44.  
    45. #Calculates the Peak Current through the inductor
    46. def IL_Peak(Iout_l ,delta_IL):
    47.     return float(Iout_l) + (delta_IL/2)
    48.  
    49. #Calculates what R1 should be when you pick a value for R2
    50. def R1(Vout_l,R2_l ):
    51.     return ((float(Vout_l)/.8) - 1) * float(R2_l)
    52.  
    53. #Calculates how much the output voltage fluctuates
    54. def ChangeVout(delta_IL, Cout_l, ESRco = 0.005):
    55.     return (delta_IL * (float(ESRco) + (1/(8.0*1500000.0*float(Cout_l)))))
    56.  
    57. #Calculates the power dissipated by the inductor
    58. def Inductor_Power(Iout_l,Rind_l):
    59.     return float(Iout_l * Iout_l) * float(Rind_l) * 1.1
    60.  
    61. #Calculates the power dissipated by the diode
    62. def Diode_Power():
    63.     return Ioutmax * (1 - DutyCycleMax) * Diode_Vfw
    64.  
    65.  
    66. #Calculates the RMS current of the output capacitor
    67. def Ico_RMS(delta_IL):
    68.     return (delta_IL/math.sqrt(12))
    69.  
    70. #Calculates the total power loss of the entire system. Not just the controller chip.
    71. #Ptot = Pin - Pout
    72. def Ptotal_loss():
    73.     return ((Vout * Ioutmax)/Efficiency - (Vout * Ioutmax))
    74.  
    75. #Calculates the jucntion temperature of the controller chip.
    76. def Tj_calc(Power):
    77.     return (float(Power) * float(ThermalResistance_ja)) + Ambient_TempMax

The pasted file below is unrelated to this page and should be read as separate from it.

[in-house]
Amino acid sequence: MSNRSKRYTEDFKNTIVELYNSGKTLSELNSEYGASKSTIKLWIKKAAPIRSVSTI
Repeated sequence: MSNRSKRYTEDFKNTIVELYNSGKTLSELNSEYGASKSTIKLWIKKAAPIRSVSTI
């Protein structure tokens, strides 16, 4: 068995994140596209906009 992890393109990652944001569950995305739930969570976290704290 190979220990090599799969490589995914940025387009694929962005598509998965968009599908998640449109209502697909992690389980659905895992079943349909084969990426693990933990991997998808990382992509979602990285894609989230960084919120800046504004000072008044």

78.  
    79.  
    80.  
    81.  
    82. Inductor_Ripple_I = ripp_cur(Inductor_Chosen)
    83.  
    84. Max_Inductor_I = IL_Peak(Ioutmax,Inductor_Ripple_I)
    85.  
    86. Inductor = Calc_L(Vout,Vinmax)
    87.  
    88. Change_inoutput_V = ChangeVout(Inductor_Ripple_I,Cout, ESRco)
    89.  
    90. Power_Inductor = Inductor_Power(Ioutmax,Inductor_ohms)
    91.  
    92. Power_Diode = Diode_Power()
    93.  
    94. Power_Total_Loss = Ptotal_loss()
    95.  
    96. Power_Chip_Loss = Power_Total_Loss - Power_Inductor
    97.  
    98. Juction_temp = Tj_calc(Power_Chip_Loss)
    99.  
    100. print 'Ideal Inductor Value: {} uH\n'.format(Inductor / 0.000001)
    101.  
    102. print 'All values below are calculated with inductor value chosen, not ideal\n'
    103.  
    104. print 'Inductor value Chosen: {} uH\n'.format(Inductor_Chosen_uH)
    105.  
    106. print 'Max Inductor Current: {} Amps\n'.format(Max_Inductor_I)
    107.  
    108. print 'Inductor Ripple Current {} Amps\n'.format(Inductor_Ripple_I)
    109.  
    110. print 'Inductor Power Loss: {} Watts\n'.format(Power_Inductor)
    111.  
    112. print 'Diode Power Loss: {} Watts\n'.format(Power_Diode)
    113.  
    114. print 'Power dissipation of control chip: {} Watts\n'.format(Power_Chip_Loss)
    115.  
    116. print 'Control Chip Junction Temperature at Iout_Max: {} Deg. C  (Max = {})\n'.format(Juction_temp,Junction_temp_Max)
    117.  
    118. print 'Change in output Voltage: +/- {} Volts\n'.format(Change_inoutput_V)
    119.  
    120.  
    121.  
    122.  
    123.  
    124.  
    The output of this code is:
    ##################################################################
    Ideal Inductor Value: 13.0769230769 uH

    All values below are calculated with inductor value chosen, not ideal

    Inductor value Chosen: 8.2 uH

    Max Inductor Current: 1.2392120075 Amps

    Inductor Ripple Current 0.478424015009 Amps

    Inductor Power Loss: 0.0605 Watts

    Diode Power Loss: 0.13 Watts

    Power dissipation of control chip: 1.52773529412 Watts